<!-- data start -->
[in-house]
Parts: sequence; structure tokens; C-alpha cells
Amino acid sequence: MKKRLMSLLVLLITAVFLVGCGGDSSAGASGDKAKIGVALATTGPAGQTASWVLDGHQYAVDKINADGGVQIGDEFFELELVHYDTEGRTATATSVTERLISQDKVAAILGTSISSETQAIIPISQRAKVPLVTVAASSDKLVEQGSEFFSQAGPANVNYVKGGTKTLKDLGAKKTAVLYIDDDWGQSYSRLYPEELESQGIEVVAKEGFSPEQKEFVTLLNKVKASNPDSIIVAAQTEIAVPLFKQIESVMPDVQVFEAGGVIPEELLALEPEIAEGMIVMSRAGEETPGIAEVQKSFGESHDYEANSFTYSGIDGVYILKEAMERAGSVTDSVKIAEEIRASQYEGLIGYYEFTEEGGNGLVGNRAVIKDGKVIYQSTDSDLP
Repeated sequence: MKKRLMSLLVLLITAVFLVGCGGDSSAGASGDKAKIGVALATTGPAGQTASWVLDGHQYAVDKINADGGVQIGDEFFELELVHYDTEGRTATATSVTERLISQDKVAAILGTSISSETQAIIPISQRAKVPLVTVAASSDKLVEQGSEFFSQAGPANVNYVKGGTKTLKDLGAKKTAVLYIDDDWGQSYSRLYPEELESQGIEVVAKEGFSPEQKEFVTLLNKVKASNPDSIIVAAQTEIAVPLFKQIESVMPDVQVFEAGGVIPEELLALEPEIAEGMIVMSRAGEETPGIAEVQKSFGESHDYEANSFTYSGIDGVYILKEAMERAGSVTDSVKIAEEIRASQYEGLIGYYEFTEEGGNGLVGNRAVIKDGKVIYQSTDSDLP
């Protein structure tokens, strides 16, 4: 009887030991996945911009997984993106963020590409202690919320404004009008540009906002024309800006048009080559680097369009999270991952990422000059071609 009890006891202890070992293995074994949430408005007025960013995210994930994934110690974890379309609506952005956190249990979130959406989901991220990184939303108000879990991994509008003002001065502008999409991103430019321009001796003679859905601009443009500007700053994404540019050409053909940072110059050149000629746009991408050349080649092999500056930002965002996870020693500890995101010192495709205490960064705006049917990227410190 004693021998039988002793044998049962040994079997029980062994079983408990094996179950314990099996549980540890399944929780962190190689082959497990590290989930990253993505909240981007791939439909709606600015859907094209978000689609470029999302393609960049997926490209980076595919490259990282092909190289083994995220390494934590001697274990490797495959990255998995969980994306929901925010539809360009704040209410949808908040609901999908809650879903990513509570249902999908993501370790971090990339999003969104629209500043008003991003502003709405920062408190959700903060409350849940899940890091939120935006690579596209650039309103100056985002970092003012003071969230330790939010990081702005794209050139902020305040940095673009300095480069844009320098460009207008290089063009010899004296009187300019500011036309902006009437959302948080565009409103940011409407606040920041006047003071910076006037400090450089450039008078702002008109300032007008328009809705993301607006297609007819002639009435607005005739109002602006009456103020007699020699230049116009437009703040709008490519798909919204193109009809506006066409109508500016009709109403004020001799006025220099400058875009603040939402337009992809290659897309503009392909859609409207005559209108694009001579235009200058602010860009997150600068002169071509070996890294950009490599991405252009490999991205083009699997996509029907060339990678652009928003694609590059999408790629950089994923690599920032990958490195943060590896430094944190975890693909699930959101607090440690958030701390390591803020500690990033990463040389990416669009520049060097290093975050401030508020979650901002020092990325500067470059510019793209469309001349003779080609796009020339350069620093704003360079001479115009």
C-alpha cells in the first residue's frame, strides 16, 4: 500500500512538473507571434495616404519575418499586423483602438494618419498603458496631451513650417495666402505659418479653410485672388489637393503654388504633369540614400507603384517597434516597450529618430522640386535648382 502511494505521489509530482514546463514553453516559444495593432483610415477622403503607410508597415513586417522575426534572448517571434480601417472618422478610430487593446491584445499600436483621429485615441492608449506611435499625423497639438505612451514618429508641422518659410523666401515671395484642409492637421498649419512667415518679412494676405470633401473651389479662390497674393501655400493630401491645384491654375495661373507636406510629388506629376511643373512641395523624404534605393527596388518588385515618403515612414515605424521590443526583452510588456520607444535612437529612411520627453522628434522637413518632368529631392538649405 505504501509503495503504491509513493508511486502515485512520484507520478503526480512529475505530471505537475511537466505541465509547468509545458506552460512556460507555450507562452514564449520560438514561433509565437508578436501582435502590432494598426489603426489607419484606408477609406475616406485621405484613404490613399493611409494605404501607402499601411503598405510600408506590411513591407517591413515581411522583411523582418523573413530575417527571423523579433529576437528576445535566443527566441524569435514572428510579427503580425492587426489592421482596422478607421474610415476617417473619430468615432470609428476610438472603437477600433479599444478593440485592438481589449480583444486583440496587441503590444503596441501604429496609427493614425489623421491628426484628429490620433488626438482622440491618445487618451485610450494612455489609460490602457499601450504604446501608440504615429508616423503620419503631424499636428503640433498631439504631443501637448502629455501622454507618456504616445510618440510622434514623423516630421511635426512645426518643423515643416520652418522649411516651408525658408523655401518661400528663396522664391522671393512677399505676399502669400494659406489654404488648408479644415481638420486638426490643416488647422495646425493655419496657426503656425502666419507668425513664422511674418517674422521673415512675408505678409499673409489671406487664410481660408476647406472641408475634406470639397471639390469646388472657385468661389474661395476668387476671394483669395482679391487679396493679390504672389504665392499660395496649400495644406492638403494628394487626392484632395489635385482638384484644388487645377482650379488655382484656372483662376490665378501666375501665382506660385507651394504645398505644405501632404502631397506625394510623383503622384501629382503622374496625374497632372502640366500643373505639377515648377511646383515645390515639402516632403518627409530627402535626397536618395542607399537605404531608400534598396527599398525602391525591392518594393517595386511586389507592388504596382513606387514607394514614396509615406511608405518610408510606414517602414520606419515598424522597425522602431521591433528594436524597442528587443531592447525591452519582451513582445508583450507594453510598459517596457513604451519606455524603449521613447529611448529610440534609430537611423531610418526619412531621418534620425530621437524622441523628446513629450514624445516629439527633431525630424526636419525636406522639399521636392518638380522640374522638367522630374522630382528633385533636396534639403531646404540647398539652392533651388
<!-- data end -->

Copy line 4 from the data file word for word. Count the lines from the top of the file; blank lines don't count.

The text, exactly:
Repeated sequence: MKKRLMSLLVLLITAVFLVGCGGDSSAGASGDKAKIGVALATTGPAGQTASWVLDGHQYAVDKINADGGVQIGDEFFELELVHYDTEGRTATATSVTERLISQDKVAAILGTSISSETQAIIPISQRAKVPLVTVAASSDKLVEQGSEFFSQAGPANVNYVKGGTKTLKDLGAKKTAVLYIDDDWGQSYSRLYPEELESQGIEVVAKEGFSPEQKEFVTLLNKVKASNPDSIIVAAQTEIAVPLFKQIESVMPDVQVFEAGGVIPEELLALEPEIAEGMIVMSRAGEETPGIAEVQKSFGESHDYEANSFTYSGIDGVYILKEAMERAGSVTDSVKIAEEIRASQYEGLIGYYEFTEEGGNGLVGNRAVIKDGKVIYQSTDSDLP